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Genetic and environmental contributions to positive affect: Insights from adolescent twin data
AIMS: We examined (1) the relationship between the Anticipatory and Consummatory Interpersonal Pleasure Scale (ACIPS-A) and other measures of the positive affect and interpersonal relationships; and (2) the genetic and environmental influences on the ACIPS-A.
METHODS: We tested 85 MZ and 70 DZ twin pairs (M= 16.4 ± .97 years) (Schmidt et al., 2013). The relevant scales were the Behavioral Activation Scale (BAS) Reward Sensitivity scale, the Psychological Well-Being Scale-Positive Relations with Others subscale, and the Early Adolescent Temperament Questionnaire (EATQ) Affiliation and Pleasure Sensitivity scales, plus the ACIPS-A.
RESULTS: Higher levels of ACIPS-A social/interpersonal pleasure were significantly associated with EATQ Affiliation (r=.55), Positive Relations with Others (r=.48), BAS Reward Sensitivity (r=.39), and EATQ Pleasure Sensitivity (r=.26). Thus, these various facets of positive emotionality showed a moderate positive manifold. Nevertheless, the ACIPS also captures unique variation in the interpersonal domain.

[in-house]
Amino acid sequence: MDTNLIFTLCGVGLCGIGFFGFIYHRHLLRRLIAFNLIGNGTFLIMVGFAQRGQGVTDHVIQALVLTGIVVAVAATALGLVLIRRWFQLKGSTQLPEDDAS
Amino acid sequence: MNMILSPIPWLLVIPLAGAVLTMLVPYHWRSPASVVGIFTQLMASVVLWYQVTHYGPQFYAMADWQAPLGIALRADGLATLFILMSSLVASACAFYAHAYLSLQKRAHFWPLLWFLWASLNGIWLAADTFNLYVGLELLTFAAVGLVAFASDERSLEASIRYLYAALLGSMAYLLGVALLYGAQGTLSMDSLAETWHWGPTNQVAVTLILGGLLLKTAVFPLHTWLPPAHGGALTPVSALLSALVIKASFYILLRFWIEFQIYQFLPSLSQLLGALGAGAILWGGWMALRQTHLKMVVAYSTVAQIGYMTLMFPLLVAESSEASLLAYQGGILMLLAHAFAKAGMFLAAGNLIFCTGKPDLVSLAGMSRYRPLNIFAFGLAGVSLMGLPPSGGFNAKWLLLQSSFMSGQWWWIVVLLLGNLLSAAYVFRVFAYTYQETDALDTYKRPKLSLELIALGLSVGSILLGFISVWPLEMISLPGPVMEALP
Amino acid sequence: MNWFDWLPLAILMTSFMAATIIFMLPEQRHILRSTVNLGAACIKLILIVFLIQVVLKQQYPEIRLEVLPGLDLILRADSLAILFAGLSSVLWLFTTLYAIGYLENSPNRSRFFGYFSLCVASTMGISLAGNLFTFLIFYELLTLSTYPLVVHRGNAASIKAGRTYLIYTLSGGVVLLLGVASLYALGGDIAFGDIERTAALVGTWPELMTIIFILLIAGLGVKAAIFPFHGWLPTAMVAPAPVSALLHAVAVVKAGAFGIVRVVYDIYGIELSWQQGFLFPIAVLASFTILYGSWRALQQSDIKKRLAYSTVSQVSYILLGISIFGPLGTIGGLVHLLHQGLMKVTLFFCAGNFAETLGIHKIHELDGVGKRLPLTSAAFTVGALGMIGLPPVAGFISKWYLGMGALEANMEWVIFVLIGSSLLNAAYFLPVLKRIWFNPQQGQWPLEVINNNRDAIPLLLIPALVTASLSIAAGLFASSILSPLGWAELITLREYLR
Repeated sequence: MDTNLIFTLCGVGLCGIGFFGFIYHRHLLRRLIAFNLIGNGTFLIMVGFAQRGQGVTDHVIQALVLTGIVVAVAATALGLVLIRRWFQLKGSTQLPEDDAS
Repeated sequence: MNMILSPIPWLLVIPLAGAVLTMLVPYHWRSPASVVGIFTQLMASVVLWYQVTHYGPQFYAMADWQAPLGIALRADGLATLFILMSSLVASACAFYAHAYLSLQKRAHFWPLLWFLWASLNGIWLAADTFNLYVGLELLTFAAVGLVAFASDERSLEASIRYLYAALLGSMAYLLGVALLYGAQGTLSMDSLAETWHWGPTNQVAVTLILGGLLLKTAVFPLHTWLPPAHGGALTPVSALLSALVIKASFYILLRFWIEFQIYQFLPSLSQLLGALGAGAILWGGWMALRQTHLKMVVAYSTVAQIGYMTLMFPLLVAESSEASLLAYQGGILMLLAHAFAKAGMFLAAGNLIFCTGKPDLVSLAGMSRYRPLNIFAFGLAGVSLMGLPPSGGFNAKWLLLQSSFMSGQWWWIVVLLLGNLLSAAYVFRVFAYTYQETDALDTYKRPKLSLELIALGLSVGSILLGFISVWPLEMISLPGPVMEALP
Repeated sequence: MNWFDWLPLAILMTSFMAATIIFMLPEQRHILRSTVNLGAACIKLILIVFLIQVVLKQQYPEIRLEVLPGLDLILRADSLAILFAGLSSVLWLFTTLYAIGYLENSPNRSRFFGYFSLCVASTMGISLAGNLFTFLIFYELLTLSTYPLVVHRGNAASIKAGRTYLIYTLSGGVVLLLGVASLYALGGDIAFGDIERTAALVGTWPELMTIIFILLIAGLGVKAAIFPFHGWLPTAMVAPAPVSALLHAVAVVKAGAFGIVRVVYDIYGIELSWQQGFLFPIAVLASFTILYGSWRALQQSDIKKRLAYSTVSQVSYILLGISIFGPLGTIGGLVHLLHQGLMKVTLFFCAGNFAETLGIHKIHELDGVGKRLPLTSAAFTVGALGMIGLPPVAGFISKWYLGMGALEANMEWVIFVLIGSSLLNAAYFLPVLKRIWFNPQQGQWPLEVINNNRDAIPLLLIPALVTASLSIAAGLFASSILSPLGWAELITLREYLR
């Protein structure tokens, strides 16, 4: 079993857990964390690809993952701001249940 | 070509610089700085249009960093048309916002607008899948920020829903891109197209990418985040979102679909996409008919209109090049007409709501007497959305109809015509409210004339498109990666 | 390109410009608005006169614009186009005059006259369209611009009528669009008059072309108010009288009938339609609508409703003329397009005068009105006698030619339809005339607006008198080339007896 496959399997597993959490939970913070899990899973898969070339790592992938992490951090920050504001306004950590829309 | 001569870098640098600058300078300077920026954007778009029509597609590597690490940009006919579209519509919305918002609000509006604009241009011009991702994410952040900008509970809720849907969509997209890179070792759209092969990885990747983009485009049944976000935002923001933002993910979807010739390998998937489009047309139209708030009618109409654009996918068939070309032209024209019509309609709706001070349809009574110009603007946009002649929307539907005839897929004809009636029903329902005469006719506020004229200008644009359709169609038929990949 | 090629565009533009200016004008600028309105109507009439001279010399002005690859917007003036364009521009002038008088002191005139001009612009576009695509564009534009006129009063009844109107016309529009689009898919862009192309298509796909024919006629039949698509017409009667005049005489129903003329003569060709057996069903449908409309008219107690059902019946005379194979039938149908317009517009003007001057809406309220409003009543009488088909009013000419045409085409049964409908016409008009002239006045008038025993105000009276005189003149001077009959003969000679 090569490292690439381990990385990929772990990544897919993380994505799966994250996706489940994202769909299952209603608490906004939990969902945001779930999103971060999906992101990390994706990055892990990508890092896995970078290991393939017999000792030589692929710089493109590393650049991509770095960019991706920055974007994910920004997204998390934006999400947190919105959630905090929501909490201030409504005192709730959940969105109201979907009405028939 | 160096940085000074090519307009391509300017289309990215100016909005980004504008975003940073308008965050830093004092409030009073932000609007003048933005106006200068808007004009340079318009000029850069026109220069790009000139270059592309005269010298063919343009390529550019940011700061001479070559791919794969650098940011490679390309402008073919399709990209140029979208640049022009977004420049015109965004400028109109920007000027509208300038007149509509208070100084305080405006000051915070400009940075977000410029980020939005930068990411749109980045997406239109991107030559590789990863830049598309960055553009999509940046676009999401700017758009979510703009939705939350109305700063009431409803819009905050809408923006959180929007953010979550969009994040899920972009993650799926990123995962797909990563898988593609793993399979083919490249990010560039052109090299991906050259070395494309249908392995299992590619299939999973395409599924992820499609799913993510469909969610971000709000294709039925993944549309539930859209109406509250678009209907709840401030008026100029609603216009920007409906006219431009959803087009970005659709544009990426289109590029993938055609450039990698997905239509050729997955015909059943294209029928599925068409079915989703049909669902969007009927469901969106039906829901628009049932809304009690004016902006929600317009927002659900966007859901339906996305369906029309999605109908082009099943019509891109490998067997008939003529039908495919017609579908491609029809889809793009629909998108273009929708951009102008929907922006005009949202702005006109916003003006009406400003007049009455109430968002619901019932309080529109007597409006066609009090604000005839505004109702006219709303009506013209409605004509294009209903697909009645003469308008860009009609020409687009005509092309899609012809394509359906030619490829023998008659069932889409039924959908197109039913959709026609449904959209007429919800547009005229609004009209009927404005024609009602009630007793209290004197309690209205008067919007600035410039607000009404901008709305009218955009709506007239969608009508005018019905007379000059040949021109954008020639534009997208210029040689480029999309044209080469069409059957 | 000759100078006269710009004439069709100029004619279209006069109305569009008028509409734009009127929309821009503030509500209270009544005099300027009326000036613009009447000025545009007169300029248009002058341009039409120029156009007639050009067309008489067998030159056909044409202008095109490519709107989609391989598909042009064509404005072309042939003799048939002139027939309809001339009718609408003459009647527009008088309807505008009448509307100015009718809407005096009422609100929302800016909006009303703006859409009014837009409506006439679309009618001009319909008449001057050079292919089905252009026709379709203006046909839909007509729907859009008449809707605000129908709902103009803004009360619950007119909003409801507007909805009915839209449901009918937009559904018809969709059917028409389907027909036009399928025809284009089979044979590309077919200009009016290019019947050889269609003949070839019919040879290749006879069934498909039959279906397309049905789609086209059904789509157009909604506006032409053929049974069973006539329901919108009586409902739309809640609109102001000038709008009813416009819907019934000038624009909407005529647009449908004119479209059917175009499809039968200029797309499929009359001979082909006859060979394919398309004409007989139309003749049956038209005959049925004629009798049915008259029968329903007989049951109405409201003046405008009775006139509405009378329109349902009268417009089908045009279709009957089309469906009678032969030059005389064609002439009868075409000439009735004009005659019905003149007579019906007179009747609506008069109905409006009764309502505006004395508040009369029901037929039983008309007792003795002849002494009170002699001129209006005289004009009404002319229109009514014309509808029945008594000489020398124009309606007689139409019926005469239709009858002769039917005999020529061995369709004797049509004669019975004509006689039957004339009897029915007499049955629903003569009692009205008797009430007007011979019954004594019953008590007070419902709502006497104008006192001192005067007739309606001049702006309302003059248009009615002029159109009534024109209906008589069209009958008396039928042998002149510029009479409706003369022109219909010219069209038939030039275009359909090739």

We compared MZ twin intraclass correlations (ICCs) with DZ ICCs to estimate genetic and environmental contributions associated with the ACIPS-A. The MZ ICC was .56 (N=85 pairs), and the DZ ICC was .10 (N=70 same-sex pairs). The MZ ICC is an upper bound heritability estimate. Then, preliminary analyses indicated that the two scales that correlated most highly with ACIPS-A (Positive Relations with Others and Affiliation) also shared genetic variance with the ACIPS-A.
CONCLUSIONS: These findings based on twin data show that there are unique heritable contributions to social/interpersonal pleasure, as measured by the ACIPS-A, as well as shared genetic variance with other measures of positive affectivity.